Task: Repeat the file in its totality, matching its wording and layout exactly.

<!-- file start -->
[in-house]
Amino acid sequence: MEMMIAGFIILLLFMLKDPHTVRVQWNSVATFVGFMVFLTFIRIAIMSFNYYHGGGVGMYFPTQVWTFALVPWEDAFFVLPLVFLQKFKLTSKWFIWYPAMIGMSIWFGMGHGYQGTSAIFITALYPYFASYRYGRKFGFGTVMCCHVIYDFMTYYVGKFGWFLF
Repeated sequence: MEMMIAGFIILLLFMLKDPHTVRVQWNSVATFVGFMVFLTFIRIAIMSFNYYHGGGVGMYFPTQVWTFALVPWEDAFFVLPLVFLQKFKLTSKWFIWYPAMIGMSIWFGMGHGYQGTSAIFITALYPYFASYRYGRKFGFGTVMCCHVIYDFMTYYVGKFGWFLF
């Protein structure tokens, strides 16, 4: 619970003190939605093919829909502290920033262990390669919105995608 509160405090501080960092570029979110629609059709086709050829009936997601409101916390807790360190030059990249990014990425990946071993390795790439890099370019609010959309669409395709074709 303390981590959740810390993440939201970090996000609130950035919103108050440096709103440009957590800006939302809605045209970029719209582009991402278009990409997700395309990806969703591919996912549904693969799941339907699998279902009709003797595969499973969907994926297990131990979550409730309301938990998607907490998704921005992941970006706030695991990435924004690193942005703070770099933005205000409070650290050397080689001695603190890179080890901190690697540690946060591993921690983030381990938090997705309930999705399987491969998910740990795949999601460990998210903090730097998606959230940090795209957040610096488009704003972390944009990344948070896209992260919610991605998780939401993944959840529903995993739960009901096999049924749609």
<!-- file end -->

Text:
[in-house]
Amino acid sequence: MEMMIAGFIILLLFMLKDPHTVRVQWNSVATFVGFMVFLTFIRIAIMSFNYYHGGGVGMYFPTQVWTFALVPWEDAFFVLPLVFLQKFKLTSKWFIWYPAMIGMSIWFGMGHGYQGTSAIFITALYPYFASYRYGRKFGFGTVMCCHVIYDFMTYYVGKFGWFLF
Repeated sequence: MEMMIAGFIILLLFMLKDPHTVRVQWNSVATFVGFMVFLTFIRIAIMSFNYYHGGGVGMYFPTQVWTFALVPWEDAFFVLPLVFLQKFKLTSKWFIWYPAMIGMSIWFGMGHGYQGTSAIFITALYPYFASYRYGRKFGFGTVMCCHVIYDFMTYYVGKFGWFLF
């Protein structure tokens, strides 16, 4: 619970003190939605093919829909502290920033262990390669919105995608 509160405090501080960092570029979110629609059709086709050829009936997601409101916390807790360190030059990249990014990425990946071993390795790439890099370019609010959309669409395709074709 303390981590959740810390993440939201970090996000609130950035919103108050440096709103440009957590800006939302809605045209970029719209582009991402278009990409997700395309990806969703591919996912549904693969799941339907699998279902009709003797595969499973969907994926297990131990979550409730309301938990998607907490998704921005992941970006706030695991990435924004690193942005703070770099933005205000409070650290050397080689001695603190890179080890901190690697540690946060591993921690983030381990938090997705309930999705399987491969998910740990795949999601460990998210903090730097998606959230940090795209957040610096488009704003972390944009990344948070896209992260919610991605998780939401993944959840529903995993739960009901096999049924749609």